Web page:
With the increasingly rapid growth of data in life sciences we are witnessing a major transition in the way research is conducted, from hypothesis-driven studies to data-driven simulations of whole systems. Such approaches necessitate the use of large-scale computational resources and e-infrastructures, such as the European Grid Infrastructure (EGI). EGI, one of key the enablers of the digital European Research Area, is a federation of resource providers set up to deliver sustainable, integrated and secure computing services to European researchers and their international partners. Here we aim to provide the state of the art of Grid/Cloud computing in EU research as viewed from within the field of life sciences, focusing on key infrastructures and projects within the life sciences community. Rather than focusing purely on the technical aspects underlying the currently provided solutions, we outline the design aspects and key characteristics that can be identified across major research approaches. Overall, we aim to provide significant insights into the road ahead by establishing ever-strengthening connections between EGI as a whole and the life sciences community. AD was supported by Fundação para a Ciência e a Tecnologia, Portugal (SFRH/BPD/78075/2011 and EXPL/BBBBEP/1356/2013). FP has been supported by the National Grid Infrastructure NGI_GRNET, HellasGRID, as part of the EGI. IFB acknowledges funding from the “National Infrastructures in Biology and Health” call of the French “Investments for the Future” initiative. The WeNMR project has been funded by a European FP7 e-Infrastructure grant, contract no. 261572. AF was supported by a grant from Labex CEBA (Centre d’études de la Biodiversité Amazonienne) from ANR. MC is supported by UK’s BBSRC core funding. CSC was supported by Academy of Finland grant No. 273655 for ELIXIR Finland. The EGI-InSPIRE project (Integrated Sustainable Pan-European Infrastructure for Researchers in Europe) is co-funded by the European Commission (contract number: RI-261323). The BioMedBridges project is funded by the European Commission within Research Infrastructures of the FP7 Capacities Specific Programme, grant agreement number 284209. This is an open-access article.-- et al. Peer Reviewed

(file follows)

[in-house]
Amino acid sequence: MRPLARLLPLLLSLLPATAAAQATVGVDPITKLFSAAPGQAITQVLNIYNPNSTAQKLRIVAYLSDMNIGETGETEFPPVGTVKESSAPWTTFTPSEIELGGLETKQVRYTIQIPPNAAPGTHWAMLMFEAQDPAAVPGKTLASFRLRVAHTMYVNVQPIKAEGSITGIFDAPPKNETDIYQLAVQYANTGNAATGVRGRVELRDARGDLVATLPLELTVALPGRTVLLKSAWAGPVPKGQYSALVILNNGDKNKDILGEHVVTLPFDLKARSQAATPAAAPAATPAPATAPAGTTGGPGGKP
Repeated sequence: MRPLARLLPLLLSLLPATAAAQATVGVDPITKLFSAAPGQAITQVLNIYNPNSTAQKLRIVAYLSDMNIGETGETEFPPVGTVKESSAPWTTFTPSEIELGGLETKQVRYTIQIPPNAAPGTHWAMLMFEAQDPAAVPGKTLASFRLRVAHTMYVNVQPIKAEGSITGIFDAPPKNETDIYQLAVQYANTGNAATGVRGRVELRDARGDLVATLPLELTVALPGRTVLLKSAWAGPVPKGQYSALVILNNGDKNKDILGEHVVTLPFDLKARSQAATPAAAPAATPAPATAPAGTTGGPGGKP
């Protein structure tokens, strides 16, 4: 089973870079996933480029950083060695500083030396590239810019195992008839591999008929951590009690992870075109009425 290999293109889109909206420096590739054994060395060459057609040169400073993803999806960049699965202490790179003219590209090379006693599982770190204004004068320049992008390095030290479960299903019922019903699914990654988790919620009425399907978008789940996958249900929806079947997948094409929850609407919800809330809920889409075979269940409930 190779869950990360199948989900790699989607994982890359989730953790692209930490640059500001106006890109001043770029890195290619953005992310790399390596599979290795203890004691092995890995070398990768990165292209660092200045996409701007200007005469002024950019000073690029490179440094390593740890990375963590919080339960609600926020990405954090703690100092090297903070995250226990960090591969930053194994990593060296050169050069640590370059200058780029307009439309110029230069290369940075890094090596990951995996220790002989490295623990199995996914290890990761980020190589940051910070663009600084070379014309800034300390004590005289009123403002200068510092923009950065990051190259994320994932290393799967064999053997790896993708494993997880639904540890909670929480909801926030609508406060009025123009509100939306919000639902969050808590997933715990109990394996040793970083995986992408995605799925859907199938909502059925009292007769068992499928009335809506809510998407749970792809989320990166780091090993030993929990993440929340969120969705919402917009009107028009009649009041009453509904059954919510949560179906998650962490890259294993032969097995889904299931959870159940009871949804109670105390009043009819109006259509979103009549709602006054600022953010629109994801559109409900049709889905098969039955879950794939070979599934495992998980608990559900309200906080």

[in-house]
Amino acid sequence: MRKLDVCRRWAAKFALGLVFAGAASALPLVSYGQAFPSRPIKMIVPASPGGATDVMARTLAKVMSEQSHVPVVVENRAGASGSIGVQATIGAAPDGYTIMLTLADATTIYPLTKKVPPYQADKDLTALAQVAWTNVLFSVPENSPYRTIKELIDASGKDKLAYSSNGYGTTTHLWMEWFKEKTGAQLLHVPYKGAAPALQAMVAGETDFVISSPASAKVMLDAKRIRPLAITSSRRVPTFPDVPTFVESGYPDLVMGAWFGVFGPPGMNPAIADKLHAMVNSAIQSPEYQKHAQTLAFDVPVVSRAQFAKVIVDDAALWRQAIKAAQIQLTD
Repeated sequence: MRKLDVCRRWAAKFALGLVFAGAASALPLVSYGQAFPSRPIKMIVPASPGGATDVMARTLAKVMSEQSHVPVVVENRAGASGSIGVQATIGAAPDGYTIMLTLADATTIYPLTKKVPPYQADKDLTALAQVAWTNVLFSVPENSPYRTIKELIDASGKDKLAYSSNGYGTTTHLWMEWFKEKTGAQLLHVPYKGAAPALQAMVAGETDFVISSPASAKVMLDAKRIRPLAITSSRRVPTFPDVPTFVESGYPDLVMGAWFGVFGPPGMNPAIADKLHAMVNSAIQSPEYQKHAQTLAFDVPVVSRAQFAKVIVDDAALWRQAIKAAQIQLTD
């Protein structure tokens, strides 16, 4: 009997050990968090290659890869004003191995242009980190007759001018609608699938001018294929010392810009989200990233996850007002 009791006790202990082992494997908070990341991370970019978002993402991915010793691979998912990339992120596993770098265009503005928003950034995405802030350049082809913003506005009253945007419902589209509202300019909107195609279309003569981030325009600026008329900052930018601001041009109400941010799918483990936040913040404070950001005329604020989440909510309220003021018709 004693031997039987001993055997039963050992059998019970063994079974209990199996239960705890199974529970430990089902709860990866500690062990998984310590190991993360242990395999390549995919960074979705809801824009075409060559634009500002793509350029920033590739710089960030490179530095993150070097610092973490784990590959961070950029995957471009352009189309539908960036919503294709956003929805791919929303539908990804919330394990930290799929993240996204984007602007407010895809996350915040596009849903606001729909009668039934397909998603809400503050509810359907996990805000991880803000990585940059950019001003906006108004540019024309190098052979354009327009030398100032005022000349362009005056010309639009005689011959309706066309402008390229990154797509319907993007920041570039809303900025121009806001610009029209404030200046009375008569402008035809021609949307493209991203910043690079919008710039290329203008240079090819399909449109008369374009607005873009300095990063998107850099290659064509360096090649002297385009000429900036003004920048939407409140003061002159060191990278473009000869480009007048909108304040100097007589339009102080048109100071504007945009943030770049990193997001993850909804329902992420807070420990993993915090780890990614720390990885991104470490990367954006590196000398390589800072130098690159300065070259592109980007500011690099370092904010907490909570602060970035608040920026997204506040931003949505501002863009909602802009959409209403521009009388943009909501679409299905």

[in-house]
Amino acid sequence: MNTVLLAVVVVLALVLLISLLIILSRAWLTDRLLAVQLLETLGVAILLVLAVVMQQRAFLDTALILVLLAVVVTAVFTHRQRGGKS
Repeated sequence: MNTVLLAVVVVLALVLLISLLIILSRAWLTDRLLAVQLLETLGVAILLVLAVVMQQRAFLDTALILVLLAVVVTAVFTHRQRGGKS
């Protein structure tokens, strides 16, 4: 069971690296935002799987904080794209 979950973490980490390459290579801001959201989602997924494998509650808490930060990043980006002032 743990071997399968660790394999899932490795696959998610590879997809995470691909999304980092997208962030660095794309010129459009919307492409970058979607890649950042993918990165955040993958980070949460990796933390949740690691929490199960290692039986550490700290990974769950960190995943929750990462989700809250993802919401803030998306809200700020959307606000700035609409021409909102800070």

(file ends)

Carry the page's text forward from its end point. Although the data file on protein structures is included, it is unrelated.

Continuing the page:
• Publication . Other literature type . Other ORP type . 2016
    Open Access English
    Authors: 
    Lehmann, Jörg; Morselli, Francesca;
    Publisher: HAL CCSD
    Project: EC | CENDARI (284432)

    CENDARI Archival Research Guide; The subject “Science and Technology in the First World War” has so far been treated from the perspective on inventions and the development of new weapons, and often the focus has been on the topic of chemical warfare at the expense of other important dimensions. The approach of this Archival Research Guide, by contrast, comes from the social sciences and focuses on the establishment of relevant scientific, military and governmental bodies and on the personal networks established during the war. By examining these institutions and networks country by country, comparisons between them can be drawn, enabling further research with regard to the sociology of institutions. By pointing to the connections and channels of exchange between the nations and institutions under consideration, this approach opens up a transnational perspective and supports the paradoxal insight that transnational ties can dissolve national obstacles while simultaneously strengthening the nation-states themselves. On the individual level, the ARG takes the role of intellectuals into account, for whom scientific objectivity / neutrality and patriotic commitment seemed to have been no contradiction. It is remarkable that the First World War led to the establishment of several institutions aiming at funding science through the state, most notably in the case of France (CNRS), the U.S. (NACA/NASA) and Russia (KEPS).